[plt-dev] pushes & pulls & building

From: Eli Barzilay (eli at barzilay.org)
Date: Tue Apr 27 16:36:01 EDT 2010

On Apr 27, Ryan Culpepper wrote:
> Perhaps it's because we're still working out how to do things, but
> git practice seems to be at war with its data model.

[If the purpose here is to flame, then I'll ignore it.]

> Branches aren't for separate branches of development; we should use
> separate repositories instead.

Branches are for separate branches of development.  Using a separate
repository is encouraging that by allowing you to create any number of
them, even if the branch is meaningless to anyone else.

> Rebasing* seems to be about ignoring git's natural handling of
> merges

Rebasing is for cases where you want to "flatten" the commit history,
it is as "natural to git" as merging is, and a similar kind of work is
needed in both cases.  Since the plt history is, well, "not too
organized", the decision currently depends on what's more convenient.

The problem with rebasing is that you create a new line of commits
from the previous one, so if the the previous line is available
somewhere public (= on an existing clone), then those other clones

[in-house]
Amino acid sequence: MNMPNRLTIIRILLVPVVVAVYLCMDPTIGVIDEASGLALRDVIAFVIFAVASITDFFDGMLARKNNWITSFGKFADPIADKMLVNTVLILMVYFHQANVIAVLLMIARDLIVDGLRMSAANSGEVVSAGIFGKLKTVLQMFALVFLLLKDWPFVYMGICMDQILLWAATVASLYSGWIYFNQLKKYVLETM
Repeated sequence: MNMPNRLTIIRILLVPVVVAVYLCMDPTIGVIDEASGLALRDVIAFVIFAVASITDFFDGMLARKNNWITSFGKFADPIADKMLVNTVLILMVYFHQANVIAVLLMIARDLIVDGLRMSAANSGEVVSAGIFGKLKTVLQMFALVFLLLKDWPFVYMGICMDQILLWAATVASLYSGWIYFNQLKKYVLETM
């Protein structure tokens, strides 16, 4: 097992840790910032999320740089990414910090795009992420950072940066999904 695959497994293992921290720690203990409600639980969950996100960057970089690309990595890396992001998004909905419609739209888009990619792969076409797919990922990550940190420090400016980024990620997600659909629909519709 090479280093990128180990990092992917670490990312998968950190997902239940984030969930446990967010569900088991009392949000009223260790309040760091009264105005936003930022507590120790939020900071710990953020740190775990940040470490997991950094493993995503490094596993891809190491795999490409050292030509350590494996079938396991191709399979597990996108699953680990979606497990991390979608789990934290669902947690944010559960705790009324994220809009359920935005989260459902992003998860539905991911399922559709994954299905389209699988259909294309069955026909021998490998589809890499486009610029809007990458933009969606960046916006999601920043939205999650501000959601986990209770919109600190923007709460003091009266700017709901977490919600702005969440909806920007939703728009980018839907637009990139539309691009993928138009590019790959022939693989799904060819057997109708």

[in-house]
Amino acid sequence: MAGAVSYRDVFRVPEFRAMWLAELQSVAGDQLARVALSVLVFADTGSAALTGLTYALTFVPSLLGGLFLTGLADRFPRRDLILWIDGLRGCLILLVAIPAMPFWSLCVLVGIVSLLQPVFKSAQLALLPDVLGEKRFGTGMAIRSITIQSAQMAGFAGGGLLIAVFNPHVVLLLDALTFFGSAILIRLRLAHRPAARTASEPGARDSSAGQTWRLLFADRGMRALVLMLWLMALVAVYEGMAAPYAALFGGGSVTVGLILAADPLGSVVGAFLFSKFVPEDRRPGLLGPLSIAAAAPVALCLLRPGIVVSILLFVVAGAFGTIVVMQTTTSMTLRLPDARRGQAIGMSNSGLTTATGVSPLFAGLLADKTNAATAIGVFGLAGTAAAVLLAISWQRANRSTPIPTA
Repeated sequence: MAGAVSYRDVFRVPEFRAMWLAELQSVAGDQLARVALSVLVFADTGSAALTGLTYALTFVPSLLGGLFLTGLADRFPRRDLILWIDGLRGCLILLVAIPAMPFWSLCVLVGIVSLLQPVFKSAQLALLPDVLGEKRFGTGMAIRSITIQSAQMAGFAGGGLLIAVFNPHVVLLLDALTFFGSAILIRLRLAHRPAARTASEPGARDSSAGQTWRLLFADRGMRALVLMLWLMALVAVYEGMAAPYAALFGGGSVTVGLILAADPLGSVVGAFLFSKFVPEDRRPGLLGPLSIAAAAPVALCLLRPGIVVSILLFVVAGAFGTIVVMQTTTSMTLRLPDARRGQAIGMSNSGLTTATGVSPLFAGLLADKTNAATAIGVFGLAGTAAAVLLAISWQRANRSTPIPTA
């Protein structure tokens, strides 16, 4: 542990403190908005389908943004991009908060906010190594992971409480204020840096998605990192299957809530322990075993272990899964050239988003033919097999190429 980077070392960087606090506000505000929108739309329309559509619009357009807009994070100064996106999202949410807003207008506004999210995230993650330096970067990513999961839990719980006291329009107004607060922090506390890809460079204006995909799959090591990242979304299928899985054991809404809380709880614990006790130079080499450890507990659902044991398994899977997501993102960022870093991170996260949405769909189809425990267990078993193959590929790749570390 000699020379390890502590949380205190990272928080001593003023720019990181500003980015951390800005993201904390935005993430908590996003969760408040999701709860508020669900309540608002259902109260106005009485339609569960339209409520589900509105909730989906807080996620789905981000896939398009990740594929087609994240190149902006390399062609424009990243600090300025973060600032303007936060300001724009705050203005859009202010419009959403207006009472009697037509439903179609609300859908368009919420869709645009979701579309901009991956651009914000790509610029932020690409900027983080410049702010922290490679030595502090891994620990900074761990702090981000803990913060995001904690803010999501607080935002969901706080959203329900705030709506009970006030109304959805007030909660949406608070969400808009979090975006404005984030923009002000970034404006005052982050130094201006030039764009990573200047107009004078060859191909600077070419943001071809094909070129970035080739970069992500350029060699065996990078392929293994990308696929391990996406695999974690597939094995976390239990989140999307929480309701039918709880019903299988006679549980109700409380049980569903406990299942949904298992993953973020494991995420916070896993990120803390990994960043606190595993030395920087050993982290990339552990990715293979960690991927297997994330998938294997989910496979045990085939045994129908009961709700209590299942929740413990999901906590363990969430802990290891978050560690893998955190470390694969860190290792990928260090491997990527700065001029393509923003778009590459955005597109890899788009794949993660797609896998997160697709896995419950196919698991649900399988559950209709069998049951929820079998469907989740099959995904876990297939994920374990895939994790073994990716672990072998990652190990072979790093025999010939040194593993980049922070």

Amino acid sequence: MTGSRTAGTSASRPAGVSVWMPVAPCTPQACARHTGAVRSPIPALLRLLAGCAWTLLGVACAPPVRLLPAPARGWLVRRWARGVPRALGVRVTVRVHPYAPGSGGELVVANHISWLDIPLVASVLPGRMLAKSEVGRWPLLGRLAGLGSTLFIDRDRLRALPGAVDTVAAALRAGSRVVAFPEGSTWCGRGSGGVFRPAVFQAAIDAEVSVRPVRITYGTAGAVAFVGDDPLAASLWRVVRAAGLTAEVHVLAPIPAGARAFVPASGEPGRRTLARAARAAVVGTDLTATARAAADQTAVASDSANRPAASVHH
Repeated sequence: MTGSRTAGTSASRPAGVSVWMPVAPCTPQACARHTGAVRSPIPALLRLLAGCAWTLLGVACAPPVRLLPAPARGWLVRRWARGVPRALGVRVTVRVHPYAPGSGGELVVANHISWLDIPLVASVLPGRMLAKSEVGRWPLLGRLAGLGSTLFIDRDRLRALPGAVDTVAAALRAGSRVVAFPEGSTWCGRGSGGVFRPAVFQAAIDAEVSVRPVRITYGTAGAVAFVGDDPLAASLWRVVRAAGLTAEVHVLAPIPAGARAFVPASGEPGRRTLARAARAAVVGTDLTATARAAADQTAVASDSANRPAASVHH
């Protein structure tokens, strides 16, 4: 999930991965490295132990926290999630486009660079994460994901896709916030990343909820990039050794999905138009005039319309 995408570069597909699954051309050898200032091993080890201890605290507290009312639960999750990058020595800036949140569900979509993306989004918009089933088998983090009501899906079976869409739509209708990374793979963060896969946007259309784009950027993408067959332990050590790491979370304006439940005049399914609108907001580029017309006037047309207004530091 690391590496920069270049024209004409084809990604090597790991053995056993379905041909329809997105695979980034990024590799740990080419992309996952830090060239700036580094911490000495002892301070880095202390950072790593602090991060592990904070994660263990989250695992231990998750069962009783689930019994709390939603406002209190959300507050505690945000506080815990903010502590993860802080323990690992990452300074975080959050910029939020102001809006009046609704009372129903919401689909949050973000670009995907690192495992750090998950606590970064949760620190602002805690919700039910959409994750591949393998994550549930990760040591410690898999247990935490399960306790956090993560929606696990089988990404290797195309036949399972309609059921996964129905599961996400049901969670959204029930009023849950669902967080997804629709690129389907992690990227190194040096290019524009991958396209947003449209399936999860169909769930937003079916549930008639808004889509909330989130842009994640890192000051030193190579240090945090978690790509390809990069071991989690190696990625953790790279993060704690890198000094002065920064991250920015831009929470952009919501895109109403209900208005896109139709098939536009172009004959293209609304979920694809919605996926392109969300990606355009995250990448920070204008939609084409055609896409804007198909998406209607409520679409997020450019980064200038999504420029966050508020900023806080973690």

will have a different idea where the line for branch X is.  If you
have a private repository with one clone on your machine, this is not
a problem.  If you have a private repository with multiple clones,
then you probably will not want to do this for updates, but you can
later do so when you push the new work to the main repository.

> by making it emulate a really-hard-to-use variant of subversion.

A "variant of subversion" is kind of in the right direction, but re
"really hard to use" -- is adding `--rebase' so hard?

On Apr 27, Robby Findler wrote:
> For some context: I was hoping that gits fanciness would allow me to
> have some kind of intermediary between the public repository and my
> various machines. That is, I imagine something where I can let my
> laptop and my machine at home talk to my machine at work so that
> changes I make can be visible in all three places without having to
> make them public to the whole world.

As I said in the previous message:

  git push fast-machine:path/to/repo master

would push commits from your current repository and branch to the
master branch on a remote one.

          ((lambda (x) (x x)) (lambda (x) (x x)))          Eli Barzilay:
                    http://barzilay.org/                   Maze is Life!

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